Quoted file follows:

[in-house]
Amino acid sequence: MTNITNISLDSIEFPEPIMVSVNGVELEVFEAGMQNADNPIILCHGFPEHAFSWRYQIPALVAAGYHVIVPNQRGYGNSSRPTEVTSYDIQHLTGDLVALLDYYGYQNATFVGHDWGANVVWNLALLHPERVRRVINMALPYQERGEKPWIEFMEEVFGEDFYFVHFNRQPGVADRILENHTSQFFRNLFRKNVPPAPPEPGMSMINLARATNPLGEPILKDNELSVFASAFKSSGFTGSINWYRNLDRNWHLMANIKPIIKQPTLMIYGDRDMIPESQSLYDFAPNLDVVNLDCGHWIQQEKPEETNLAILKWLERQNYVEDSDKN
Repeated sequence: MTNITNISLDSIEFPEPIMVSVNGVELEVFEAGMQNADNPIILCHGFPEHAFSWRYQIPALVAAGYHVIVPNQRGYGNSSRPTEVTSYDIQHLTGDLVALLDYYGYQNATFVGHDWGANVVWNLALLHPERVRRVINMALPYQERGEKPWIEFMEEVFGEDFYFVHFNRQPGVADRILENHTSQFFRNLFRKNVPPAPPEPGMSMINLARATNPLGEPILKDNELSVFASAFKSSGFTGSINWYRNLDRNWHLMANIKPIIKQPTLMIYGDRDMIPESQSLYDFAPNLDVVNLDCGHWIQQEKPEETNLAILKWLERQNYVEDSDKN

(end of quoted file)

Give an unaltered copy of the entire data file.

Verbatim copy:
[in-house]
Amino acid sequence: MTNITNISLDSIEFPEPIMVSVNGVELEVFEAGMQNADNPIILCHGFPEHAFSWRYQIPALVAAGYHVIVPNQRGYGNSSRPTEVTSYDIQHLTGDLVALLDYYGYQNATFVGHDWGANVVWNLALLHPERVRRVINMALPYQERGEKPWIEFMEEVFGEDFYFVHFNRQPGVADRILENHTSQFFRNLFRKNVPPAPPEPGMSMINLARATNPLGEPILKDNELSVFASAFKSSGFTGSINWYRNLDRNWHLMANIKPIIKQPTLMIYGDRDMIPESQSLYDFAPNLDVVNLDCGHWIQQEKPEETNLAILKWLERQNYVEDSDKN
Repeated sequence: MTNITNISLDSIEFPEPIMVSVNGVELEVFEAGMQNADNPIILCHGFPEHAFSWRYQIPALVAAGYHVIVPNQRGYGNSSRPTEVTSYDIQHLTGDLVALLDYYGYQNATFVGHDWGANVVWNLALLHPERVRRVINMALPYQERGEKPWIEFMEEVFGEDFYFVHFNRQPGVADRILENHTSQFFRNLFRKNVPPAPPEPGMSMINLARATNPLGEPILKDNELSVFASAFKSSGFTGSINWYRNLDRNWHLMANIKPIIKQPTLMIYGDRDMIPESQSLYDFAPNLDVVNLDCGHWIQQEKPEETNLAILKWLERQNYVEDSDKN